Apple News Facebook Twitter 新浪微博 Instagram YouTube Wednesday, May 27, 2020

Work resumption salvages working class amid epidemic

(Xinhua)    10:15, May 27, 2020

TIANJIN, May 26 (Xinhua) -- The experience of work disruption during the outbreak of the coronavirus epidemic has made people like Mi Zhen, 36, scared of losing his job.

This employee of China's electric bike manufacturer, Aima Technology Group Co. Ltd., said a month-long home quarantine during China's nationwide epidemic control measures in February, weighed on his family life. He said he and his wife could barely make ends meet with their salaries from the company to pay for a mortgage and car loans of more than 7,000 yuan (about 985 U.S. dollars) a month.

Since the company started to select employees from low-risk epidemic areas to restart work on February 15, he and his wife, who comes from east China's Shandong Province, immediately drove for six hours to return to the company in north China's Tianjin Municipality. They were able to secure their former positions after the mandatory 14-day quarantine period.

Like Mi, some 900 workers rushed back to the company via various means of car-pooling in order to secure their jobs.

The epidemic has had a great impact on the lives of the working class. At the Tianjin-based scooter company, over 90 percent of its employees are migrant workers.

In the face of the labor shortages, the company (with a former workforce of over 3,000 people) had to recruit more than 300 migrant workers from northwest China's Gansu Province, over 1,000 km away from Tianjin and considered a low-risk region during the epidemic outbreak.

Among the new workers, Zhang Xinling, 33, said she had worked in Beijing as a saleswoman in a shopping mall, while her husband had worked as a driver in a courier company in Beijing.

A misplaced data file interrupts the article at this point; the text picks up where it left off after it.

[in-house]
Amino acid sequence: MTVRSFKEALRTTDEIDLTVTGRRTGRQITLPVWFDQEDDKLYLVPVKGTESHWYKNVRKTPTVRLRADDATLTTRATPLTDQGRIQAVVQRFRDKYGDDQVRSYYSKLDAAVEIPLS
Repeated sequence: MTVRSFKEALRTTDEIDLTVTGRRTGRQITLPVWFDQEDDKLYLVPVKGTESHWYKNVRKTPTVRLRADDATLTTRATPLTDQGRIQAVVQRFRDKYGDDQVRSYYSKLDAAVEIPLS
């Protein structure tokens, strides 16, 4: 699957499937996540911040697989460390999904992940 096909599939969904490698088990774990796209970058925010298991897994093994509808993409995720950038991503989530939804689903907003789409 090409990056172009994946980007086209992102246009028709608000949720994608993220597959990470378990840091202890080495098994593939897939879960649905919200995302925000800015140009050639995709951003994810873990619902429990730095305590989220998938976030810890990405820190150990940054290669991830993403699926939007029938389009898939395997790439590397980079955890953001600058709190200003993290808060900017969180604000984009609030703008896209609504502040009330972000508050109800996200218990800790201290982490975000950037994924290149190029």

The couple returned home to Gansu during the Spring Festival in January. They failed to retain their jobs in Beijing after they could not return to their posts on time, due to delays resulting from the epidemic control measures. These were aimed at reducing large passenger flows to keep people from cross-infections from the coronavirus.

"Aima's job offers are important for us to raise three kids and support two senior people in my family," Zhang said.

She said the company offers her a monthly salary of 6,000 yuan with free boarding and meals.

Li Shizhi, executive director of Aima said the company currently employs 3,100 people, which is on par with the scale before. The company's production lines are operating at full capacity to catch up with orders, with a daily output of 15,000 electric scooters.

According to the municipal bureau of industry and information technology, as of May 18, the work resumption rate of 197,500 micro, small and medium-sized enterprises in Tianjin reached over 95 percent. Over 2.5 million employees, or 94 percent of the total number of workers they employ, have resumed work.

(For the latest China news, Please follow People's Daily on Twitter and Facebook)(Web editor: He Zhuoyan, Bianji)

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